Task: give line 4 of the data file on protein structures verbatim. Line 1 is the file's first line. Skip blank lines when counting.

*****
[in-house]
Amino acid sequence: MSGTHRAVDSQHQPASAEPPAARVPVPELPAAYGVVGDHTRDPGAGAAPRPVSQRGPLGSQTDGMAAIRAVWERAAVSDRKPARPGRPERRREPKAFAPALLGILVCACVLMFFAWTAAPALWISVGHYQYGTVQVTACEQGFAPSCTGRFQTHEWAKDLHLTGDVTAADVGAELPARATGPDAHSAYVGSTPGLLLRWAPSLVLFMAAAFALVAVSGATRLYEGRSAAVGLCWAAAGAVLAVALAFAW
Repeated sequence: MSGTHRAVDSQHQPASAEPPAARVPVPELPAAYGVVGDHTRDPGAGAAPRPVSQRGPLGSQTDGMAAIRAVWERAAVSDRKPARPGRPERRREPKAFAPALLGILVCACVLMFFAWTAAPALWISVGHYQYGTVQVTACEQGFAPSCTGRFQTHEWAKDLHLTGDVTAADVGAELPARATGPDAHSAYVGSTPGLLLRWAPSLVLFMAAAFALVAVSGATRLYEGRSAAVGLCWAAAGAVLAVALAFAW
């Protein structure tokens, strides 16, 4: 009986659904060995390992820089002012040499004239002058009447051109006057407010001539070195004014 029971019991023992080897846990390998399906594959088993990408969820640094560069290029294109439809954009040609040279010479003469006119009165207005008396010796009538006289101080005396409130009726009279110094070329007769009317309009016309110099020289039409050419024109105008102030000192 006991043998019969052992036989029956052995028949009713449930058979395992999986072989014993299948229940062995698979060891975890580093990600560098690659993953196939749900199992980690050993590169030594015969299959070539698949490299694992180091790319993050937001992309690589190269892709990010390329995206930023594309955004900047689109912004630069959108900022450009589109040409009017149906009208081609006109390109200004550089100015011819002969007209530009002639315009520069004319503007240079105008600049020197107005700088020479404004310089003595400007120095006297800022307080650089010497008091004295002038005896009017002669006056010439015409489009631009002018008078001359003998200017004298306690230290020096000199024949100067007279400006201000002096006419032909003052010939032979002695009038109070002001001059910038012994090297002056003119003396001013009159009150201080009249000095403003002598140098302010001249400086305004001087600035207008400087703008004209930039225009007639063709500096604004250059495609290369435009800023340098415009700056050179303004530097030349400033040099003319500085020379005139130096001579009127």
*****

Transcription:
């Protein structure tokens, strides 16, 4: 009986659904060995390992820089002012040499004239002058009447051109006057407010001539070195004014 029971019991023992080897846990390998399906594959088993990408969820640094560069290029294109439809954009040609040279010479003469006119009165207005008396010796009538006289101080005396409130009726009279110094070329007769009317309009016309110099020289039409050419024109105008102030000192 006991043998019969052992036989029956052995028949009713449930058979395992999986072989014993299948229940062995698979060891975890580093990600560098690659993953196939749900199992980690050993590169030594015969299959070539698949490299694992180091790319993050937001992309690589190269892709990010390329995206930023594309955004900047689109912004630069959108900022450009589109040409009017149906009208081609006109390109200004550089100015011819002969007209530009002639315009520069004319503007240079105008600049020197107005700088020479404004310089003595400007120095006297800022307080650089010497008091004295002038005896009017002669006056010439015409489009631009002018008078001359003998200017004298306690230290020096000199024949100067007279400006201000002096006419032909003052010939032979002695009038109070002001001059910038012994090297002056003119003396001013009159009150201080009249000095403003002598140098302010001249400086305004001087600035207008400087703008004209930039225009007639063709500096604004250059495609290369435009800023340098415009700056050179303004530097030349400033040099003319500085020379005139130096001579009127």